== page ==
Coastal Steward and Wertheim Wildlife Refuge Host 4th Annual Long Island Youth Ocean Conservation Summit
On November 10, the fourth annual Long Island Youth Ocean Conservation Summit was held at Stony Brook University. Organized by the Coastal Steward and Wertheim Wildlife Refuge, this event engaged students from across Long Island and New York State. The 50 individuals in attendance began the day with a presentation by Mr. Bill Kirell, a local leader supporting the Wertheim Wildlife Refuge, and Ms. Caitlin Manley, one of the key coordinators of the LI YOCS on behalf of the Fish and Wildlife Service. Following a presentation of the end goals of the summit, they heard about Clare Dana’s Crafts for Critters project, and Zariel Macchia’s smART Gallery project – both past YOCS mini-grant recipients!
Next, the attendees heard from Ben May on past YOCS mini-grant projects, best practices, and opportunities to become involved in his organization ThinkOcean. Presenters also heard from Jake Chammas on key topics in sustainable development; water quality expert Maureen Dunn on her oyster shell sustainability initiative; policy advocate John Turner on his experience with creating legislative change; science expert Terra Willi on wetland restoration projects; and Coastal Steward Youth Volunteer of the Year Ethan Nichols on his work.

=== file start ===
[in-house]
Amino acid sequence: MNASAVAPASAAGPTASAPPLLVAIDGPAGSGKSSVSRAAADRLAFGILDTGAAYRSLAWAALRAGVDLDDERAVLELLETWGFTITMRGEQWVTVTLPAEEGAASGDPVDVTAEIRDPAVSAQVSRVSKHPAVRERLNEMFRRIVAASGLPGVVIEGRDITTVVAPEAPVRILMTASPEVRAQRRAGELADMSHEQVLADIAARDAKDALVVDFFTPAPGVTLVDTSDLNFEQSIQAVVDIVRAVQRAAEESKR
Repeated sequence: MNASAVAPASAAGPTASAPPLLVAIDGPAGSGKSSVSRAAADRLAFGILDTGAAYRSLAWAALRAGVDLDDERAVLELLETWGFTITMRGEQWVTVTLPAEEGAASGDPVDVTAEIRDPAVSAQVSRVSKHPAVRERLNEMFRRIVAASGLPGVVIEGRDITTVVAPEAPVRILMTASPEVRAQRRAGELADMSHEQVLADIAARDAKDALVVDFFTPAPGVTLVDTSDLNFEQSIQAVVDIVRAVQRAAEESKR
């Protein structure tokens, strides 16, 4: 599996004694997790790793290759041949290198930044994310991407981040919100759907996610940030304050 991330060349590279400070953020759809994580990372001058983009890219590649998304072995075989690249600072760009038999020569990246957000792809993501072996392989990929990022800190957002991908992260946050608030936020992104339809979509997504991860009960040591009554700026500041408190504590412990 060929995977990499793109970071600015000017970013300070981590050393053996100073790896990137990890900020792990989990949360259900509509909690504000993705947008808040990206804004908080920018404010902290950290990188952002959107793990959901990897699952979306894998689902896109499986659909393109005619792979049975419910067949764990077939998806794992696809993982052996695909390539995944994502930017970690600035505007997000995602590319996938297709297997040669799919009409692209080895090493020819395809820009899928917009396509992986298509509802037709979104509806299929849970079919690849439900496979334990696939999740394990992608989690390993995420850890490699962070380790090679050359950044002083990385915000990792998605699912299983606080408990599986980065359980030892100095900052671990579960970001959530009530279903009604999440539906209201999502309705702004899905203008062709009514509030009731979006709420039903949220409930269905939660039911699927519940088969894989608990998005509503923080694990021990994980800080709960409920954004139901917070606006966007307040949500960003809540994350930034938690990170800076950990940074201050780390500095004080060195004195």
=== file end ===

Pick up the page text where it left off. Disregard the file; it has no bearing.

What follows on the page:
Youth attendees then had the opportunity take part in an interactive art workshop by Ján C. Porinchak to brainstorm project ideas and learn how take a creative approach when presenting conservation projects. Afterwards, participants were led through a formal brainstorming session to solidify their ideas and received mentorship from an array of conservation leaders. They created project plans which included installing solar panels as their school’s energy source and painting UV reflective paint onto school windows to prevent bird collisions. They concluded the day by sharing their projects with the group.
A special thanks to all of the event presenters, organizers, and volunteers who made this event possible, as well as all of our youth participants – welcome to the Youth Ocean Conservation Team!
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